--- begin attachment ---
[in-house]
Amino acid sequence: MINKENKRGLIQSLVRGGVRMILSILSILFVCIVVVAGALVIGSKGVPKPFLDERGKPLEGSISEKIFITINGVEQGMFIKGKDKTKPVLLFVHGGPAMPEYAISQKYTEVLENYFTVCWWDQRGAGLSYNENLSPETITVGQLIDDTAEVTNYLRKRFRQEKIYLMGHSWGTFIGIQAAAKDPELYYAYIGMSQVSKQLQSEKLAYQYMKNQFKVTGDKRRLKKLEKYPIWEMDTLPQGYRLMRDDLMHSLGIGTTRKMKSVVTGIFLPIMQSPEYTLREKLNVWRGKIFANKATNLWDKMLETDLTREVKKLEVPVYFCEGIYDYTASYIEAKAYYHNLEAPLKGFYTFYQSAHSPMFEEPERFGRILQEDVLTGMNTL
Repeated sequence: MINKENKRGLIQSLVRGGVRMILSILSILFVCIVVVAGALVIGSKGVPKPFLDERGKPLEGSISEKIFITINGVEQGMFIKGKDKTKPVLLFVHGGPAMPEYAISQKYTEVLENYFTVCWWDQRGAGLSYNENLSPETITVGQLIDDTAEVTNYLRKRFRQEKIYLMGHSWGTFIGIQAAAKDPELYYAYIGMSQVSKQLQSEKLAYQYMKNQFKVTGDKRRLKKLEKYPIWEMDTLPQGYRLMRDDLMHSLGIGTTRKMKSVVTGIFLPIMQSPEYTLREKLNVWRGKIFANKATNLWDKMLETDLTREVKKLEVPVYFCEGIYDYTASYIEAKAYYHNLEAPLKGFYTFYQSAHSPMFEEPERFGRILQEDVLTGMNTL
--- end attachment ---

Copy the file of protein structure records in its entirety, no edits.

[in-house]
Amino acid sequence: MINKENKRGLIQSLVRGGVRMILSILSILFVCIVVVAGALVIGSKGVPKPFLDERGKPLEGSISEKIFITINGVEQGMFIKGKDKTKPVLLFVHGGPAMPEYAISQKYTEVLENYFTVCWWDQRGAGLSYNENLSPETITVGQLIDDTAEVTNYLRKRFRQEKIYLMGHSWGTFIGIQAAAKDPELYYAYIGMSQVSKQLQSEKLAYQYMKNQFKVTGDKRRLKKLEKYPIWEMDTLPQGYRLMRDDLMHSLGIGTTRKMKSVVTGIFLPIMQSPEYTLREKLNVWRGKIFANKATNLWDKMLETDLTREVKKLEVPVYFCEGIYDYTASYIEAKAYYHNLEAPLKGFYTFYQSAHSPMFEEPERFGRILQEDVLTGMNTL
Repeated sequence: MINKENKRGLIQSLVRGGVRMILSILSILFVCIVVVAGALVIGSKGVPKPFLDERGKPLEGSISEKIFITINGVEQGMFIKGKDKTKPVLLFVHGGPAMPEYAISQKYTEVLENYFTVCWWDQRGAGLSYNENLSPETITVGQLIDDTAEVTNYLRKRFRQEKIYLMGHSWGTFIGIQAAAKDPELYYAYIGMSQVSKQLQSEKLAYQYMKNQFKVTGDKRRLKKLEKYPIWEMDTLPQGYRLMRDDLMHSLGIGTTRKMKSVVTGIFLPIMQSPEYTLREKLNVWRGKIFANKATNLWDKMLETDLTREVKKLEVPVYFCEGIYDYTASYIEAKAYYHNLEAPLKGFYTFYQSAHSPMFEEPERFGRILQEDVLTGMNTL